From the years of 2008 to 2012, the new line of MacBook and MacBook Pro’s made it just as easy to upgrade everything in your machine and in fact, even Steve Jobs himself encouraged the idea of opening up your Mac and adding additional upgrades at one point.

It wasn’t until the release of the Retina MacBook Pro in 2012 that Apple slowly started the shift of less and less upgradability in their systems. The final nail in the coffin came about in 2016 when Apple released the MacBook Pro with touch bar. A machine with zero user-upgradable parts.


How Can You Upgrade Your MacBook?

While the 2012 MacBook Pro is regarded as a favourite by many, these changes that we suggest you make are also possible for any MacBook Pro model with a 2.5-inch drive. This includes most MacBook Pro models up until the mid-2012, pre-retina.

As previously mentioned, by today’s standards, the built-in 500GB hard drive is a bit on the slow side. So to help with load times and overall performance, it is definitely worth swapping that out for an SSD. Thankfully, as years have gone by the price of a Solid State Drive has fallen while the capacity has increased. In order to supercharge your older MacBook Pro, we recommend checking out this 1TB SSD from Samsung which would make for an ideal upgrade.

In 2020, 4GB of RAM is simply not going to cut it. If you’re using you MacBook for any photo or video editing, to give it a fighting chance, it is definitely worth upgrading the RAM maybe even to its max capacity of 16GB. But just before you do so, it is worth just double-checking what the maximum RAM capacity is on your model. For most older MacBook Pro models, this is typically 16GB but it would be a good idea to check before you make any upgrades. Just like the HDD replacement, replacing the RAM is also fairly straight forward, with plenty of youtube tutorials out there to help you do it yourself. Much like the price of an SSD, the cost of RAM has also fallen substantially, and you can now pick up 16GB’s of the stuff for a reasonable price.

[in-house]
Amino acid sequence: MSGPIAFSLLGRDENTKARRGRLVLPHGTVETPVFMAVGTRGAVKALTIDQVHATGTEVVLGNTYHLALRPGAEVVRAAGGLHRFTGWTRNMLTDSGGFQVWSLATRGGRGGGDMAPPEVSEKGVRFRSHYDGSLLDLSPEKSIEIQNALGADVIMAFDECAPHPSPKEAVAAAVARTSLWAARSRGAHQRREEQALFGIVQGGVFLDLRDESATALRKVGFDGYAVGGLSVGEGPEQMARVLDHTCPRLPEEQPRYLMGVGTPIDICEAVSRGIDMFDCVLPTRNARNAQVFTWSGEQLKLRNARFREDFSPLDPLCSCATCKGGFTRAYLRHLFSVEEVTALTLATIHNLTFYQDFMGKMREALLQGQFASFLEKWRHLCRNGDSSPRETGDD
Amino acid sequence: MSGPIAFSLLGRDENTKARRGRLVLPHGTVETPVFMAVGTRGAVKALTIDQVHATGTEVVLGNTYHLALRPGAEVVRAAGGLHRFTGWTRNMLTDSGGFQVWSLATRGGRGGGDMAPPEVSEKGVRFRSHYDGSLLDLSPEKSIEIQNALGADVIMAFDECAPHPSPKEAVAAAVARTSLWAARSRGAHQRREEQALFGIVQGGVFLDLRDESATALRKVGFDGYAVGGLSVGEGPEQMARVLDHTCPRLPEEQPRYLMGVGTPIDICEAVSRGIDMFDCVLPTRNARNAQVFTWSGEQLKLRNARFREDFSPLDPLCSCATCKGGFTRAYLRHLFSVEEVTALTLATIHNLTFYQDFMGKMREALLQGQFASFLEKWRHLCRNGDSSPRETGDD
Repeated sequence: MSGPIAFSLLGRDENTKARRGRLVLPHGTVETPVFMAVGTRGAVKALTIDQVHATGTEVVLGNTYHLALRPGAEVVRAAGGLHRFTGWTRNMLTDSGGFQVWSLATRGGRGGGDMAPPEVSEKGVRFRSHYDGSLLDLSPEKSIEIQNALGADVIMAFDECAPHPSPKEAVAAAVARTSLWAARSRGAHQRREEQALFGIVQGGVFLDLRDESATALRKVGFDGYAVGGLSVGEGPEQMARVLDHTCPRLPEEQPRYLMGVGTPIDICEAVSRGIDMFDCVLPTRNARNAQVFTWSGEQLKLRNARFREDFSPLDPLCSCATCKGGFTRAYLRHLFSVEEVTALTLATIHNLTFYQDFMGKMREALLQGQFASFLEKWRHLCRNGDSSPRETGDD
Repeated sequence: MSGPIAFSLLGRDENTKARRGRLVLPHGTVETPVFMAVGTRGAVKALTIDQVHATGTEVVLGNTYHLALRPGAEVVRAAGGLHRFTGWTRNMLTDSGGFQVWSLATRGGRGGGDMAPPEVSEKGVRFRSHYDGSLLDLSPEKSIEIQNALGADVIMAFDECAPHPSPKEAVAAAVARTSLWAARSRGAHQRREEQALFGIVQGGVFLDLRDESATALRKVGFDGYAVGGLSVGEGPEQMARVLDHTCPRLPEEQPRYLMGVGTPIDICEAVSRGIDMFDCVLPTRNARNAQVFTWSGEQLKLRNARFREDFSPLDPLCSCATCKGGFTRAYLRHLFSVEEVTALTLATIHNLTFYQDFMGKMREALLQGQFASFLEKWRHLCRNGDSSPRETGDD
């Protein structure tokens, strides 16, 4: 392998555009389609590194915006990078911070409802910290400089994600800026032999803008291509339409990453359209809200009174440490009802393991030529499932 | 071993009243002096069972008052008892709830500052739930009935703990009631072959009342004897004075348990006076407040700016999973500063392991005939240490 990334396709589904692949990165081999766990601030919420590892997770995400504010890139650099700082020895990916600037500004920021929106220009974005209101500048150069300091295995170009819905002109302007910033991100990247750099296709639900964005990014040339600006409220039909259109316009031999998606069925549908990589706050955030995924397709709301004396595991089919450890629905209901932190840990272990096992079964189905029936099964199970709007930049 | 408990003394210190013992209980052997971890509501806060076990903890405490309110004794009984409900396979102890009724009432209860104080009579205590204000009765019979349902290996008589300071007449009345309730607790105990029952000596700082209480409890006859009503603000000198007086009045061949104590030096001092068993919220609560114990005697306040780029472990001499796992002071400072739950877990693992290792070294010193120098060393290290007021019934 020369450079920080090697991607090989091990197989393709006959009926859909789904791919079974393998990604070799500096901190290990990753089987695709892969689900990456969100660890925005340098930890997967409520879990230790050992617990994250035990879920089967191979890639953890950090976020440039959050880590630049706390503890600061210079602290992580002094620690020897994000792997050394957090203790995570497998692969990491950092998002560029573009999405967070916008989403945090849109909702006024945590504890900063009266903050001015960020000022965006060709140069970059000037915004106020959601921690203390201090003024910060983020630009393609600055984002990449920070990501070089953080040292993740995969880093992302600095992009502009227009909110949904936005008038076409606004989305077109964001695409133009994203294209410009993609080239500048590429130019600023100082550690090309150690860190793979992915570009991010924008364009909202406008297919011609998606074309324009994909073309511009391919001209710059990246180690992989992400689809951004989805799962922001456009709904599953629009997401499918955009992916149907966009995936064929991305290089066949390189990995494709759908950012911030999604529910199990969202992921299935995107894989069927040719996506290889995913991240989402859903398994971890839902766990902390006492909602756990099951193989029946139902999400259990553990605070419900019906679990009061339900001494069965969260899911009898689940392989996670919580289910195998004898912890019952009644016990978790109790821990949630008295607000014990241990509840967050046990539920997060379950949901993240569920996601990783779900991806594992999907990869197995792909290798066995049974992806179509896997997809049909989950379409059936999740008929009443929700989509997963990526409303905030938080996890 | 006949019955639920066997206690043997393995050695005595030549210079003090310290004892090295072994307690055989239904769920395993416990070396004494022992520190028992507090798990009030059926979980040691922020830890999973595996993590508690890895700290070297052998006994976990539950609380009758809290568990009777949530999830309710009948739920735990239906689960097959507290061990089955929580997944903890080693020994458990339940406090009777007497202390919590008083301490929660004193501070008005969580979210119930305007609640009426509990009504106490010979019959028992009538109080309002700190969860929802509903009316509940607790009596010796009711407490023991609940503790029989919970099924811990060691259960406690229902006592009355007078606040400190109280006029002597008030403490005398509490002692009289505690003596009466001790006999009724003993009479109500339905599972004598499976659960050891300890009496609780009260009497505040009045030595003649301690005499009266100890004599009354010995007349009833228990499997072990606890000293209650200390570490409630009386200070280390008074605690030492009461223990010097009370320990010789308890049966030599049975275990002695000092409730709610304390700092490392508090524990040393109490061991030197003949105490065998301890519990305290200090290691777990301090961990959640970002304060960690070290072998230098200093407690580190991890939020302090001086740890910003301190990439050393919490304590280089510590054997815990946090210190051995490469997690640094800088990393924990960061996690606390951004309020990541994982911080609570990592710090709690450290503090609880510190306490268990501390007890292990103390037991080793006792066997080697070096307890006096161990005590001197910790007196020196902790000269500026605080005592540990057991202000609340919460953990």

If the optical drive doesn’t serve much purpose for you, you could even consider replacing this with yet another hard drive. Perhaps another SSD or you could also consider replacing it with a new spinning drive to act as back-up storage for all your text files or photos. The opportunities are endless! But keep in mind, replacing the optical drive will require you to purchase an additional SATA II cable which can be picked up from Amazon for as low as £3.99.

One place where these older Macs tend to come up slightly short is the display. Unfortunately, everyone’s favourite, mid-2012 MacBook Pro missed out slightly on the Retina display. This was, in fact, the last model before the Pro range was upgraded to feature a Retina display and therefore is only fitted with a LED-backlit glossy display. But for not much more money, you could pick up the late-2012 MacBook Pro or even the 2013 MacBook Pro which both feature a Retina display. In terms of resolution, this would be a huge upgrade and would not look out of place in today’s world. As previously mentioned, however, these models were the start of Apple phasing out the ‘upgradability’ aspect of the MacBook Pro, and these two models both have their RAM and battery soldered in place, so you won’t be able to upgrade them. The 2.5-inch drive remains the same though, making it perfectly suitable for an SSD replacement.